Sunday, September 23, 2012

Emily, why do you hang out with Asians?

This is my new friend, Wei Li. He has come from China to obtain his masters degree here in America and he's pursuing four majors simultaneously. In order for Wei Li to get to the position he is in must have taken incredible determination and work throughout his life. He was probably selected from hundreds-- maybe thousands of potential candidates.

You know many people might be curious to know why I choose to spend time with Asian people. Generally speaking, though we're all at this school together, most people choose to predominantly hang out with people of their own race. The reason this is not because people are racist, but because we tend to have similar interests and lifestyles.

Throughout my life I have found the most satisfaction in improving in a skill and gaining success. Confucius taught that in order to live a truly satisfying life and maintain social order man must try to improve himself and set high standards of success. This is why the Chinese people, as well as other Asian societies that follow Confucius principles have little crime, because almost everyone is studying their hardest to be the best they can be. This is why these people work so hard and why their societies are very competitive-- and, unfortunately, puts more reliance on looks and family history to get ahead in society.

These principles have been what I've lived by for the past couple years going to CBC and trying to develop a foundation for my more difficult classes here at Central. During this time at CBC I met Hannah S., a Korean foriegn exchanged student. Hannah enticed me because of her intense attention to detail, organization, cleanliness, and perfection. Her cultural background in Korea taught her this. Ha ha, I imagine Hannah in Kindergarden carrying a little organized pencil case, how adorable! Here in America things are done a bit more half hazardly and sloppily. For this reason, Asians have always fascinated me in the way they organize because it's such a valuable skill to have that took a lot of time to develop-- especially in school!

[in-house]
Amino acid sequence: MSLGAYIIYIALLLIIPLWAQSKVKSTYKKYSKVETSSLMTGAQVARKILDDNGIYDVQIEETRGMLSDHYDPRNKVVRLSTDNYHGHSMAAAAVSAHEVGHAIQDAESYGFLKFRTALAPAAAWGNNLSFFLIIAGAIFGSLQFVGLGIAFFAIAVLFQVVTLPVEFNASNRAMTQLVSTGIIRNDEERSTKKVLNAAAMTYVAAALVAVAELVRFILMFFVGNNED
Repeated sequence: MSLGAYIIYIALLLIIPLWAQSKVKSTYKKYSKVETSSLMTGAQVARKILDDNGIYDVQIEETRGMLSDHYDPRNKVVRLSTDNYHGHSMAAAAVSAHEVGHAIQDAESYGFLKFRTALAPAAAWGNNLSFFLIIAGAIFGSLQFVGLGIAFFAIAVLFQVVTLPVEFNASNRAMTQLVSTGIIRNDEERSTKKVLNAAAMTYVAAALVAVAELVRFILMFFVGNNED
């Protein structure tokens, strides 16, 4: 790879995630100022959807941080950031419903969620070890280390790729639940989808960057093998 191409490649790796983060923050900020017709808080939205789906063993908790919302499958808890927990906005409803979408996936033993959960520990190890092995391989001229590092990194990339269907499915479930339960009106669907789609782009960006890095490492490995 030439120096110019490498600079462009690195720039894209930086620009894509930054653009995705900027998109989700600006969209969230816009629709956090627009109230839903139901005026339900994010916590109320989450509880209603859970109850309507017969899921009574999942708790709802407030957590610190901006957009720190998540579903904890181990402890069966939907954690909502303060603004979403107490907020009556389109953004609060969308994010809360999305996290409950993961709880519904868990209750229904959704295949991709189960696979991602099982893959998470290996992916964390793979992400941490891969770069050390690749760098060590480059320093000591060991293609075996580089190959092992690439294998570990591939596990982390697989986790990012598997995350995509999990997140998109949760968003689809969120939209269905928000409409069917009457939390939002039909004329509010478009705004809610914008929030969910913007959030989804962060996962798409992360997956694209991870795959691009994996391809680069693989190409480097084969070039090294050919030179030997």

Being friends with Hannah taught me some of these skills and I hope that in making friends with more Asian people I can better understand their methods in scholarly perfection. And let me of course just say that everyone is different, this is a generality, but stereotypes exist for a reason.

So in a sense, if I continue to take on school like Hannah would-- long study hours, making sure to get things done ON TIME, keeping close record of due dates in my planner, making sure to always have supplies on hand, always making sure to have the correct books on hand.... Then I will do exceedingly well! Over achieving Asian students continue to inspire me.


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